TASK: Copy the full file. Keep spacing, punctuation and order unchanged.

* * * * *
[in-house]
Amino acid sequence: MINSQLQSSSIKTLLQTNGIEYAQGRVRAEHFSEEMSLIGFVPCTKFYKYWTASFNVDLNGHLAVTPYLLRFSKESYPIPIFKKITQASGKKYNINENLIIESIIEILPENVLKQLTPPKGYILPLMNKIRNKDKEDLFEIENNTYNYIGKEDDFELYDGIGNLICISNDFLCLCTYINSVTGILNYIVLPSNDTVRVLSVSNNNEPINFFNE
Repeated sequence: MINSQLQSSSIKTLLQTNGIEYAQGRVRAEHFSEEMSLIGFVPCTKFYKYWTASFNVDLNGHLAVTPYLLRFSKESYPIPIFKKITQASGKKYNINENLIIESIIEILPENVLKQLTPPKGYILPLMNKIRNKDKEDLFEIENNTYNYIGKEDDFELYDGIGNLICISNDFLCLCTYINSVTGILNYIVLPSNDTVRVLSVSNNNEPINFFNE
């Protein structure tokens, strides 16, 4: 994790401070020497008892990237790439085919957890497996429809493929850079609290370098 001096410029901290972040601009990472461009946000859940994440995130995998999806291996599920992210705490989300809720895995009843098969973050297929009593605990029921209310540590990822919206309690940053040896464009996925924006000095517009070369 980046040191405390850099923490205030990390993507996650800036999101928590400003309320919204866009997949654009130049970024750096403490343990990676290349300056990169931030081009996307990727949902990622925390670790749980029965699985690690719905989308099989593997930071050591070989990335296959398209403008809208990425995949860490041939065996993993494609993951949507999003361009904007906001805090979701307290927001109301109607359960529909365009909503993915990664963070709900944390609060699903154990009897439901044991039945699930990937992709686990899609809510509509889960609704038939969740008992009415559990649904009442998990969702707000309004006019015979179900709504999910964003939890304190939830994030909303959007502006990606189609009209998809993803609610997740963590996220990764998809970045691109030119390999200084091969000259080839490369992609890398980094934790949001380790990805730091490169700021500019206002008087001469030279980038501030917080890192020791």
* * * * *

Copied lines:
[in-house]
Amino acid sequence: MINSQLQSSSIKTLLQTNGIEYAQGRVRAEHFSEEMSLIGFVPCTKFYKYWTASFNVDLNGHLAVTPYLLRFSKESYPIPIFKKITQASGKKYNINENLIIESIIEILPENVLKQLTPPKGYILPLMNKIRNKDKEDLFEIENNTYNYIGKEDDFELYDGIGNLICISNDFLCLCTYINSVTGILNYIVLPSNDTVRVLSVSNNNEPINFFNE
Repeated sequence: MINSQLQSSSIKTLLQTNGIEYAQGRVRAEHFSEEMSLIGFVPCTKFYKYWTASFNVDLNGHLAVTPYLLRFSKESYPIPIFKKITQASGKKYNINENLIIESIIEILPENVLKQLTPPKGYILPLMNKIRNKDKEDLFEIENNTYNYIGKEDDFELYDGIGNLICISNDFLCLCTYINSVTGILNYIVLPSNDTVRVLSVSNNNEPINFFNE
């Protein structure tokens, strides 16, 4: 994790401070020497008892990237790439085919957890497996429809493929850079609290370098 001096410029901290972040601009990472461009946000859940994440995130995998999806291996599920992210705490989300809720895995009843098969973050297929009593605990029921209310540590990822919206309690940053040896464009996925924006000095517009070369 980046040191405390850099923490205030990390993507996650800036999101928590400003309320919204866009997949654009130049970024750096403490343990990676290349300056990169931030081009996307990727949902990622925390670790749980029965699985690690719905989308099989593997930071050591070989990335296959398209403008809208990425995949860490041939065996993993494609993951949507999003361009904007906001805090979701307290927001109301109607359960529909365009909503993915990664963070709900944390609060699903154990009897439901044991039945699930990937992709686990899609809510509509889960609704038939969740008992009415559990649904009442998990969702707000309004006019015979179900709504999910964003939890304190939830994030909303959007502006990606189609009209998809993803609610997740963590996220990764998809970045691109030119390999200084091969000259080839490369992609890398980094934790949001380790990805730091490169700021500019206002008087001469030279980038501030917080890192020791």